Kirby Allen’s “no load development” load development method.


Well-Known Member
Jan 27, 2008
Elko, NV
After reading this thread: Load development methods...

I decided to try it.


66 gains of magpro,
cci mag primer,
Remington case,
Coal: 2.856
169.5g Wildcat 270 bullets
270 wsm.

Just like he described in his original post, I shot loads of increasing increments (1/2 grain) until I got a slightly sticky bolt – this happened at 68 grains. I then backed off 2 grains to 66 grains and loaded three. The above group is those 3 at 100 yards.

This is also the best group I've ever shot. I got lucky – but I'll take it.

I couldn't be happier. Thanks Kirby. Your method saved me lots of time, powder, and bullets.

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"Just like he described in his original post, I shot loads of increasing increments (1/2 grain) until I got a lightly sticky bolt – this happened at 68 grains. I then backed off 2 grains to 66 grains and loaded three."

I didn't see his original post; did he suggest that 2 grains below stickly bolts would shoot well?

If so, did he mention that 2 grains would be lot more change for small cartridges than larger ones?
When you can do that 8 or 10 times in a row you will be assured you have something until then it is just as likely and more probable you had three fliers that landed in the same place. I have a new rifle I just had built that will shoot a group like that about 3 out of 50 shots, the rest of the time it would make a better high lift jack handle.
Kirby's 'method' amounts to nothing more than a pet load with limited conditions set..
It's not development, and couldn't be imagined so with the majority of cartridges the rest of us shoot.

Ya know,, you build a gun and work with it finding that it shoots good enough -a couple grains under excess. You build a few more & notice that it's loosely the same. WA-LA, Nothing to it(as though such a rule of thumb defines the cosmos)..
Then you set something stupid a distance out back for customers to shoot at. You dial in every gun on the rack and slide a box of 'magic ammo' under each.
Fools come into the shop, desperate to hit stupid things way way out there.
They couldn't be happier with such a delusion..
It's the very foundation of benchrest, to do something deluded as an achievement, with as little effort as possible.........
Well, with no idea of what Mr. Allen suggests, I have found that, contrary to most "load down for better accuracy" ideas, most of my rifles shoot best when loaded hot. I attribute it at least partially to a better, more consistant burn when the load is in the proper pressure/burn rate range.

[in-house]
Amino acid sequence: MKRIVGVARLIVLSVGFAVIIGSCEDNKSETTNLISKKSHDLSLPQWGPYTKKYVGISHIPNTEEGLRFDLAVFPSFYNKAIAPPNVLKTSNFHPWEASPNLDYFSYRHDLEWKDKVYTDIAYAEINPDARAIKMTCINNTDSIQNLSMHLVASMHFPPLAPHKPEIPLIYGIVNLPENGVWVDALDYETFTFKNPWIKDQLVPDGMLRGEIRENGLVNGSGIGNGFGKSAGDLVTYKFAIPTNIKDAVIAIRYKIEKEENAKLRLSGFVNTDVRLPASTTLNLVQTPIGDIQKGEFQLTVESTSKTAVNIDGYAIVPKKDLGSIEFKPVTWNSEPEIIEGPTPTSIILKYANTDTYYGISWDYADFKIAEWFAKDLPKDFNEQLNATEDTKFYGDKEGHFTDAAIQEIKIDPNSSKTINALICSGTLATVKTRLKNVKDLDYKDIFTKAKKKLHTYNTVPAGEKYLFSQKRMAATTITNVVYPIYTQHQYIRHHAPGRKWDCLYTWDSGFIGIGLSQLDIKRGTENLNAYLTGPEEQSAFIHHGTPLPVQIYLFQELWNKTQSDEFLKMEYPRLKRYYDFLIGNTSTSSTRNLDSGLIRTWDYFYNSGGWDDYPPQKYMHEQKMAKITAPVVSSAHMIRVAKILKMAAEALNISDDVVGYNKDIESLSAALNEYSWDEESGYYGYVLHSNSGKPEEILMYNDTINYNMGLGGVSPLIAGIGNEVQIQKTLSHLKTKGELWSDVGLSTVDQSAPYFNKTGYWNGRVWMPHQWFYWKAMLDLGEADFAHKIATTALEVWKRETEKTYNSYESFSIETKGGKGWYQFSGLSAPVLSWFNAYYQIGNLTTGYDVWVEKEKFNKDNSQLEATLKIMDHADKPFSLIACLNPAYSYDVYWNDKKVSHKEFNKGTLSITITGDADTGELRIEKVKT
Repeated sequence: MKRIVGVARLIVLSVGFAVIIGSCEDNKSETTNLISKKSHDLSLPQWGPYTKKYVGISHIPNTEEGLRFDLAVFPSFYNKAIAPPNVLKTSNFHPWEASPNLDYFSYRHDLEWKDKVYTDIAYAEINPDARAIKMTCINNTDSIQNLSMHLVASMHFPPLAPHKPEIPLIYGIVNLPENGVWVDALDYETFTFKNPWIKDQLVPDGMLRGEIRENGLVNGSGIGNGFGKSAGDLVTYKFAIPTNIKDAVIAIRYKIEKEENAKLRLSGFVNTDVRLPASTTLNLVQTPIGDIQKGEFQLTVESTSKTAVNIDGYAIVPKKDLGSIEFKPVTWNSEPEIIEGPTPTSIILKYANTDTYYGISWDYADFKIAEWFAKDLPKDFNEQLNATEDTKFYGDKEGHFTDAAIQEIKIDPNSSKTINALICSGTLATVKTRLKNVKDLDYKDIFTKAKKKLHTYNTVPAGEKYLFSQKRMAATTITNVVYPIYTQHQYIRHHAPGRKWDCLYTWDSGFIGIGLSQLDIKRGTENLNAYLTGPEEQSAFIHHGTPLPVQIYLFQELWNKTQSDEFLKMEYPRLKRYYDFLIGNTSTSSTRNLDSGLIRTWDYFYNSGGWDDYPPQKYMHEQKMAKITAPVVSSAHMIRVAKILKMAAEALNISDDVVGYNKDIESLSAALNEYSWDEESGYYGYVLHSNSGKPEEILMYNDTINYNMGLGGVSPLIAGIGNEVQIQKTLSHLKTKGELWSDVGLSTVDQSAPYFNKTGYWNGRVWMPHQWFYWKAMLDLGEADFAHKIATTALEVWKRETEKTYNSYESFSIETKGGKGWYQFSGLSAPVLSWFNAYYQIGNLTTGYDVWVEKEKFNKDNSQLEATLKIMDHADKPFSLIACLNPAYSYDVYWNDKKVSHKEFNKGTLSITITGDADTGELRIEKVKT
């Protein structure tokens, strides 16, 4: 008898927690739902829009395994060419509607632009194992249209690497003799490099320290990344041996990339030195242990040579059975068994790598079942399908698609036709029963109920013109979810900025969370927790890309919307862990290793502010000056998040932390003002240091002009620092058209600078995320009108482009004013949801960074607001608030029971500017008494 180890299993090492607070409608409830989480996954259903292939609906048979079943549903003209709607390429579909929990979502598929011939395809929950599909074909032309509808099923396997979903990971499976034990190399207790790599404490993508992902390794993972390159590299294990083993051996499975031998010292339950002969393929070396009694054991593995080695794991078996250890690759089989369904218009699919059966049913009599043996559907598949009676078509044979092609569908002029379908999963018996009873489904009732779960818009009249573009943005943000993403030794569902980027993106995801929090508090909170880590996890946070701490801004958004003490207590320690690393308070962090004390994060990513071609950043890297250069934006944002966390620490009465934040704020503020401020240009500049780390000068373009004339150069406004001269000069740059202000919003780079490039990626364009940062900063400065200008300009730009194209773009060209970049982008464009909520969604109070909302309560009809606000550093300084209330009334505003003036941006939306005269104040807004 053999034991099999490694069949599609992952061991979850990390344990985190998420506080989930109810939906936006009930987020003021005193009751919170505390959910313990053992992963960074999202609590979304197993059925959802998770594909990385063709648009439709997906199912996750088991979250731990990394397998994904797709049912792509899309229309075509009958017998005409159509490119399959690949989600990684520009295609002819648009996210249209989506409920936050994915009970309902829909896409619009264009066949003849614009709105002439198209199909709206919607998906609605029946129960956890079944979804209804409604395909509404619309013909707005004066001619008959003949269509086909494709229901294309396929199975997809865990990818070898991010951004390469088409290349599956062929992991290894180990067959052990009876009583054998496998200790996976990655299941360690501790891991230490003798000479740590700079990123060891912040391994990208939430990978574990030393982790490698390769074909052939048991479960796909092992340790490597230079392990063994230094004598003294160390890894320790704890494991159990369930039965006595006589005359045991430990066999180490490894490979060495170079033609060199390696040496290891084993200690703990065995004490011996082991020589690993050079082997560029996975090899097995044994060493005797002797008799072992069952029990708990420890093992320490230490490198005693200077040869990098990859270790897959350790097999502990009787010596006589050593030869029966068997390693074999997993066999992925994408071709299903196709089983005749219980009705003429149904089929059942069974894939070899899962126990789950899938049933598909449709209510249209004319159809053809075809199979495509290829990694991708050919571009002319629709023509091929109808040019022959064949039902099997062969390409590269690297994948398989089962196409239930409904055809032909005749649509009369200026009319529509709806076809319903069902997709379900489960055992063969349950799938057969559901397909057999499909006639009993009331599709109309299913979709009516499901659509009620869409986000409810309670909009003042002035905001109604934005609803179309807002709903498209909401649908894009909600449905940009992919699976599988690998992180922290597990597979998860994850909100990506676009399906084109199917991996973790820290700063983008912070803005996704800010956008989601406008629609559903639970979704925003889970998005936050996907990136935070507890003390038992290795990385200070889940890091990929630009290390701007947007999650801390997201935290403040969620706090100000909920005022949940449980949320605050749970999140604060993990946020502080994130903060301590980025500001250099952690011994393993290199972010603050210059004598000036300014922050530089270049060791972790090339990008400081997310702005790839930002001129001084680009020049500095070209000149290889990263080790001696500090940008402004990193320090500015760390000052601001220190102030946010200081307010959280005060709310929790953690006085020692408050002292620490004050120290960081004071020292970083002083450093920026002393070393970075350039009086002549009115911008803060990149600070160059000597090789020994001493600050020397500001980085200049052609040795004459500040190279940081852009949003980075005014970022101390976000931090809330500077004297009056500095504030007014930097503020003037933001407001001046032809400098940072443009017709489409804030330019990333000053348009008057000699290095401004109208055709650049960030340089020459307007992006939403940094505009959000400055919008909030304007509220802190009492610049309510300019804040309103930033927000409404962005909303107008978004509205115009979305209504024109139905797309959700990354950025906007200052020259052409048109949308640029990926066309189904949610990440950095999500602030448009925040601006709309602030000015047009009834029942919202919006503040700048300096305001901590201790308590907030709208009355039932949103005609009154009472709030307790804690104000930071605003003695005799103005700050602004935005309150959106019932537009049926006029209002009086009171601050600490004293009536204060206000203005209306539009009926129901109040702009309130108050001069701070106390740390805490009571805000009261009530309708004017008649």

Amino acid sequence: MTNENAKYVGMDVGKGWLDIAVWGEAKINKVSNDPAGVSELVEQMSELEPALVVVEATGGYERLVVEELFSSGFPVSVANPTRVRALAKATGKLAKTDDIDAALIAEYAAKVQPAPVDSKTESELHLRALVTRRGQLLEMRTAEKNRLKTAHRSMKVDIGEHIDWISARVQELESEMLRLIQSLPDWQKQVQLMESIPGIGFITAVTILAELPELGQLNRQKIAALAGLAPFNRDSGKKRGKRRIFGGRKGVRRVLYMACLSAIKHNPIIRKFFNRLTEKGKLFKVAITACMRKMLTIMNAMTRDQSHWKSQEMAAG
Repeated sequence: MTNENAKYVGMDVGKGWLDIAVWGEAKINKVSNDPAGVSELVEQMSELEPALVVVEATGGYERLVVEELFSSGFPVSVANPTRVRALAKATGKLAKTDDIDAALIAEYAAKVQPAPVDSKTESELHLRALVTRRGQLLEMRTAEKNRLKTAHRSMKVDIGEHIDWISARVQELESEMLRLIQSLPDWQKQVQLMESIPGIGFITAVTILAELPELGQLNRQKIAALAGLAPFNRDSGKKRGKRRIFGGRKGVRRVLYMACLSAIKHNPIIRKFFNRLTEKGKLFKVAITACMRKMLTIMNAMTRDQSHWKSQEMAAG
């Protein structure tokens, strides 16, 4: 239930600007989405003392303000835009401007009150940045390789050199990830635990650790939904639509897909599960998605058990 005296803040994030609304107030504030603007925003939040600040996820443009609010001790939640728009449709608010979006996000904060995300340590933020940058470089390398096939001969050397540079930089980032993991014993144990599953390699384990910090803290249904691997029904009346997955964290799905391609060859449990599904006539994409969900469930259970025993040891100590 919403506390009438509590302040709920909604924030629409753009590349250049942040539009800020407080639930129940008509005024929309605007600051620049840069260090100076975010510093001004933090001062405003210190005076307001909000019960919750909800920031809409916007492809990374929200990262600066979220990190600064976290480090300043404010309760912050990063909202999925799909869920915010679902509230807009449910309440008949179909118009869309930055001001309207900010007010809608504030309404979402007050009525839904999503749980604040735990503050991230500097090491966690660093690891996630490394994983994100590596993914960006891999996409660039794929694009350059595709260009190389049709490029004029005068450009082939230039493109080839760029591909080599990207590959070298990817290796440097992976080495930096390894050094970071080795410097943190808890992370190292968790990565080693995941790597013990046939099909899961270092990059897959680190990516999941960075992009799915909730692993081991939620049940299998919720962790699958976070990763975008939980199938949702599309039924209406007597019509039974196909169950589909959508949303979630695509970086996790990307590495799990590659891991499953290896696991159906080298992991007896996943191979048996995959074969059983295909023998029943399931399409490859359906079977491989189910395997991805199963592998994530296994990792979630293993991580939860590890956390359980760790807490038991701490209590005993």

But, statistally, any three or even five closely punched shots is likely to be a freak incidence until it's proven otherwise, by a LOT more shots! And averaging of group sizes is deceptive, it only serves as self deception, thinking about our extra large groups.

All that really counts is the largest groups because that's all the shooter can depend on when he pulls a trigger, the "average" group means nothing for an individual shot. I haven't averaged any rifle's groups since I realized that truth some 30+ years ago.
Nice group Paul. I'd take three fliers in a row like that any day of the week!

Its good to see at least one positive minded response to this thread. The guy found a nice load and posted it with the background on how he got there.

Why all the negativity? Its sad, really.

Good job, by the way.:D

Just guessing here but I'll bet the no load development technique works a lot better in high end custom guns than it does in my factory rifles. One thing is for sure it seems to have been the ticket for Paul. Nice shooting.
Nice group. Looks like you are off to a good start. I followed Kirby's procedure for my new Remington Sendero 300 win mag. It got me surprisingly close in a relative short period of time. My groups aren't quite as tight as your picture but close. Right now I'm working up some loads to tweak it a little more.
Maybe the bitter responses are that some of the mystery has been taken away.
My thoughts - use what works for you.
The odds that three consecutive shots that land close together are "Fliers" is less than 2%. Conversely the odds that the group is meaning full (i.e that there are causative factors such as correct powder and good bullet) is 98%.

It is erroneous to believe that the exact group size is repetitive but it is likely that the size will be similar.

Same rifle, same load different days. 130 grain HP RBBT Wildcat bulllet.


So with this method you would take a load manual like Nosler and choose the powder they say is the most accurate tested, start at the top load range and work up in .5 increments?
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